If it is going to be sandbox - and require a permanent table somewhere... (again I am old school – so correct me if something has changed) I like the idea of buying in to the game, say $30 per person to the host. This pays for pop and chips - etc. it also inspires participation, and should soften the scorn of the spouse who might resent the invasion of the house...

I guess I remember some of the best campaigns as being the ones that got going quick, had good progress, some drama, action, plot development, and left you wanting more, but not feeling like you got no where.

Did anyone play melee games like battle-tech or my fave: CAR WARS? They were really light on rules, and low on plot but man they were fun if you only had a short amount of time, because you always got in the action quick. Even and hour or two could give you a great game.

Would a "tryout" be out of the question... a quicky campaign... even a game of Risk? That would work out the kinks before anyone locks themselves in a room together for a Saturday. I think the "incompatibles" would probably sort them selves out of future events.

I would also like to hear other people’s pet peeves... like mine... over generous DMs. I like a little hardship and fighting from an underdog position. I am not to crazy about finding rare artefacts around every corner “oh hey look, isn’t that the throne of the god’s…” I also was always a fan rolling out characters over the phone with the DM prior to the first session… and coming with them ready to go.

Anyway – rip me a new one if you disagree.

Norman Harman said...

I suggest starting with "1 shots" at the FLGS. Maybe these lead into the campaign, maybe you decide to change things up (rules system/campaign style) after playing a couple. Great way for people to meet you and your play style and for you to do the same. Also, is great advertising.

I would post everywhere, game shop billboard/window, online (there are several pen & paper is one), maybe at local college. Start a local D&D meetup.

Consider doing something episodic, such ast Ars Ludi's Western Marches campaign. This helps people with real lives that may not be able to make every game.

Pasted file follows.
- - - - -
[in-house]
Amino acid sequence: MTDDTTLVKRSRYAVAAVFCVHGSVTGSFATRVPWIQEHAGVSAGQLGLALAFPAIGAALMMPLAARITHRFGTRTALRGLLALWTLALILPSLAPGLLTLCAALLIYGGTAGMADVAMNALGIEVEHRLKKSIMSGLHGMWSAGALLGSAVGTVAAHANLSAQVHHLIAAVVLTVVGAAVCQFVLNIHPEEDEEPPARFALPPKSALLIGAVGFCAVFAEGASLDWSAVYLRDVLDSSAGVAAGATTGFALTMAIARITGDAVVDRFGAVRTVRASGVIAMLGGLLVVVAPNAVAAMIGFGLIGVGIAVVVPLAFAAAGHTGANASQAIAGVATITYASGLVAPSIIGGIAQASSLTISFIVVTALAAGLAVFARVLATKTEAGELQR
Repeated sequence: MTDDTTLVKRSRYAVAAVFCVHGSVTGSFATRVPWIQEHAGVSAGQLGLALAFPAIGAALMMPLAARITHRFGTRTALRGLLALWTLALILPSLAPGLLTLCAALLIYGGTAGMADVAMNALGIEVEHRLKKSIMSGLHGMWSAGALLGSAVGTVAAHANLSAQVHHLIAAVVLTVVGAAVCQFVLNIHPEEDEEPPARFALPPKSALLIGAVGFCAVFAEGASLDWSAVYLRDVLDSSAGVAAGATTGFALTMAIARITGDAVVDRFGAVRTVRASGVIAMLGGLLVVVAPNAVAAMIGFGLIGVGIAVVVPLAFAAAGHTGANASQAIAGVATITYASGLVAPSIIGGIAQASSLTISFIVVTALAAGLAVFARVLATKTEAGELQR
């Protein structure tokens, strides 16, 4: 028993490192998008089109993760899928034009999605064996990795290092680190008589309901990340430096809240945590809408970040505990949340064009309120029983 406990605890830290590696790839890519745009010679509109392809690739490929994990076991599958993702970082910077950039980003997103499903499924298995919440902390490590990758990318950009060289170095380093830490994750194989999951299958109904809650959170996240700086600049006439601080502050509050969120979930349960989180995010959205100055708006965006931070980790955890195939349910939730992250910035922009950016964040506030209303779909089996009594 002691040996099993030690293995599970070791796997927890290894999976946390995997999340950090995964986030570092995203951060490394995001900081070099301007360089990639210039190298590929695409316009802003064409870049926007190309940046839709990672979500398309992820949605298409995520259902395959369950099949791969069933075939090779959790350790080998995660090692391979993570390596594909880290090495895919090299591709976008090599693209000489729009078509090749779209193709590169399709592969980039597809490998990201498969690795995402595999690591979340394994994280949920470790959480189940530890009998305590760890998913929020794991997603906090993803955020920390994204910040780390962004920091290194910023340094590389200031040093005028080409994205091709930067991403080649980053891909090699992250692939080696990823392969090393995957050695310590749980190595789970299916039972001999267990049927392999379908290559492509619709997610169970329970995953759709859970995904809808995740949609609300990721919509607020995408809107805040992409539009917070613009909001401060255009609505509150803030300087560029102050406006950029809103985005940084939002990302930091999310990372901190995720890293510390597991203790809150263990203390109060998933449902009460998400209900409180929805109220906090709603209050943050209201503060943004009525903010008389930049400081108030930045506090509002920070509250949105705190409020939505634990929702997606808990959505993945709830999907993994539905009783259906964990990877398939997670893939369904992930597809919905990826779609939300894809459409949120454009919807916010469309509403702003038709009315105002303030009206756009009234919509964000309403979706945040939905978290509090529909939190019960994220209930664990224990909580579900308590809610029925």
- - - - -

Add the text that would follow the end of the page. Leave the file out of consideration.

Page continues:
Don't get discouraged. Oftentimes a campaign takes a while to get going.

A Paladin In Citadel said...

@Jay: Good point. If I was pushed on what system I preferred, I would have to say S&W, simply because it is the simplest, and easiest to add things to ... any other rule-set might require deletions, and I find those harder to manage both emotionally and logistically ("okay everyone, strike out paragraph 6 on page 25, we're not going to use that rule")

@Banter: a lot of good stuff in your reply. The idea behind rotating DMs is that it spreads the responsibility for creating an engaging and exciting campaign, hopefully those interested will buy into that approach. Game location could be rotated amongst the participants, or organized at The Sentry Box. As for a a dry run, perhaps the first couple of games could be played at The Sentry Box, on a drop-in basis, with those wanting to continue deciding thereafter. I have an embarrassingly large collection of micro-games, so I know what you mean about Car Wars. As for DM style, i'm no killer-DM, but I do think the players should work for what they get. On the other hand, I've been having a lot of fun with the "just say yes" style of DMing, when a player asks "can I do this?" When it comes to Character generation, i'm of the "3d6 in order" school, but i'm okay with pre-rolled characters at the table, as long as the stats are believable.

@Norman: thanks for your thoughts. Mostly, I don't want to waste my time, or that of any of the other participants, so your comments are particularly apt: we all have other demands on our time, so making the game episodic will fit in with our busy schedules.